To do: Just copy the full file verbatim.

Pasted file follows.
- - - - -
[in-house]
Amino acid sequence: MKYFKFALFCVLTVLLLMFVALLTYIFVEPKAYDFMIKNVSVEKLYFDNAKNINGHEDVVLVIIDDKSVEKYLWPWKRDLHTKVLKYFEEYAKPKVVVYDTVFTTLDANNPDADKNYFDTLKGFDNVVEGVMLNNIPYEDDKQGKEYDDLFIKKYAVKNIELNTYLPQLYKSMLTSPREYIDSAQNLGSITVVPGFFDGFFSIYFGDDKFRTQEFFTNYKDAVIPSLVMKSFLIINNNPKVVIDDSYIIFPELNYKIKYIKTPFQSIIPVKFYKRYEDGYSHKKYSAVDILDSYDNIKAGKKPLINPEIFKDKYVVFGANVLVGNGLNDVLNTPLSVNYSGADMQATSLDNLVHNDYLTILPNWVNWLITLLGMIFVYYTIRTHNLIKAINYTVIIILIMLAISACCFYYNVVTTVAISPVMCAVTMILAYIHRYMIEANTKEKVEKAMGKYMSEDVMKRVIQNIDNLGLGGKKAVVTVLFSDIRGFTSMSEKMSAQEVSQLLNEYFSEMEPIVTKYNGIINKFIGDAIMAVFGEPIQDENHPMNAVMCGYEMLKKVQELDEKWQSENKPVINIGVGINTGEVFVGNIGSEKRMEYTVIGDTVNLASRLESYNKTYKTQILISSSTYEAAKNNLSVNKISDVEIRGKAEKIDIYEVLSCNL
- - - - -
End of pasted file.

[in-house]
Amino acid sequence: MKYFKFALFCVLTVLLLMFVALLTYIFVEPKAYDFMIKNVSVEKLYFDNAKNINGHEDVVLVIIDDKSVEKYLWPWKRDLHTKVLKYFEEYAKPKVVVYDTVFTTLDANNPDADKNYFDTLKGFDNVVEGVMLNNIPYEDDKQGKEYDDLFIKKYAVKNIELNTYLPQLYKSMLTSPREYIDSAQNLGSITVVPGFFDGFFSIYFGDDKFRTQEFFTNYKDAVIPSLVMKSFLIINNNPKVVIDDSYIIFPELNYKIKYIKTPFQSIIPVKFYKRYEDGYSHKKYSAVDILDSYDNIKAGKKPLINPEIFKDKYVVFGANVLVGNGLNDVLNTPLSVNYSGADMQATSLDNLVHNDYLTILPNWVNWLITLLGMIFVYYTIRTHNLIKAINYTVIIILIMLAISACCFYYNVVTTVAISPVMCAVTMILAYIHRYMIEANTKEKVEKAMGKYMSEDVMKRVIQNIDNLGLGGKKAVVTVLFSDIRGFTSMSEKMSAQEVSQLLNEYFSEMEPIVTKYNGIINKFIGDAIMAVFGEPIQDENHPMNAVMCGYEMLKKVQELDEKWQSENKPVINIGVGINTGEVFVGNIGSEKRMEYTVIGDTVNLASRLESYNKTYKTQILISSSTYEAAKNNLSVNKISDVEIRGKAEKIDIYEVLSCNL